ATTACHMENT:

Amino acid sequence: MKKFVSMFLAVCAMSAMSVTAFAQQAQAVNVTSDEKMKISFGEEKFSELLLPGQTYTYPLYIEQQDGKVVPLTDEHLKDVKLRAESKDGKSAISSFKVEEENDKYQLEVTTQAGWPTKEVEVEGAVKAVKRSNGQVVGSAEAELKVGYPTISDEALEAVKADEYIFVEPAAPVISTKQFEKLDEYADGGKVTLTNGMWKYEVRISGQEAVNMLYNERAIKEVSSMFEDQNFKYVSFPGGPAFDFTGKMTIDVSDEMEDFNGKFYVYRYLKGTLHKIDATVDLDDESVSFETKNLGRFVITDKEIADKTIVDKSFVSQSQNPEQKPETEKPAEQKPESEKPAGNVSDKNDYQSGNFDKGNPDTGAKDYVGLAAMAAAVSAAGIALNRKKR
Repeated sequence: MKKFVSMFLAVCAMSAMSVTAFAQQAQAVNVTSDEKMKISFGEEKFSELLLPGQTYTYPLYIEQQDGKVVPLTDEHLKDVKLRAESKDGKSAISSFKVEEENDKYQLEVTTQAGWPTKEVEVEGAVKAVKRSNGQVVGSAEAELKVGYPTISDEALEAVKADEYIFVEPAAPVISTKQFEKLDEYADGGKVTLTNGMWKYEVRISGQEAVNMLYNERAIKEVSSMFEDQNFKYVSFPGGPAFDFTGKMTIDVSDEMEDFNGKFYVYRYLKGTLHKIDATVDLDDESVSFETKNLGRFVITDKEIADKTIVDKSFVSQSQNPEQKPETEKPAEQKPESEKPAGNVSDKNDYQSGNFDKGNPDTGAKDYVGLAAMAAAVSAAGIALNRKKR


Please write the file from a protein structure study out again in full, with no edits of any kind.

Amino acid sequence: MKKFVSMFLAVCAMSAMSVTAFAQQAQAVNVTSDEKMKISFGEEKFSELLLPGQTYTYPLYIEQQDGKVVPLTDEHLKDVKLRAESKDGKSAISSFKVEEENDKYQLEVTTQAGWPTKEVEVEGAVKAVKRSNGQVVGSAEAELKVGYPTISDEALEAVKADEYIFVEPAAPVISTKQFEKLDEYADGGKVTLTNGMWKYEVRISGQEAVNMLYNERAIKEVSSMFEDQNFKYVSFPGGPAFDFTGKMTIDVSDEMEDFNGKFYVYRYLKGTLHKIDATVDLDDESVSFETKNLGRFVITDKEIADKTIVDKSFVSQSQNPEQKPETEKPAEQKPESEKPAGNVSDKNDYQSGNFDKGNPDTGAKDYVGLAAMAAAVSAAGIALNRKKR
Repeated sequence: MKKFVSMFLAVCAMSAMSVTAFAQQAQAVNVTSDEKMKISFGEEKFSELLLPGQTYTYPLYIEQQDGKVVPLTDEHLKDVKLRAESKDGKSAISSFKVEEENDKYQLEVTTQAGWPTKEVEVEGAVKAVKRSNGQVVGSAEAELKVGYPTISDEALEAVKADEYIFVEPAAPVISTKQFEKLDEYADGGKVTLTNGMWKYEVRISGQEAVNMLYNERAIKEVSSMFEDQNFKYVSFPGGPAFDFTGKMTIDVSDEMEDFNGKFYVYRYLKGTLHKIDATVDLDDESVSFETKNLGRFVITDKEIADKTIVDKSFVSQSQNPEQKPETEKPAEQKPESEKPAGNVSDKNDYQSGNFDKGNPDTGAKDYVGLAAMAAAVSAAGIALNRKKR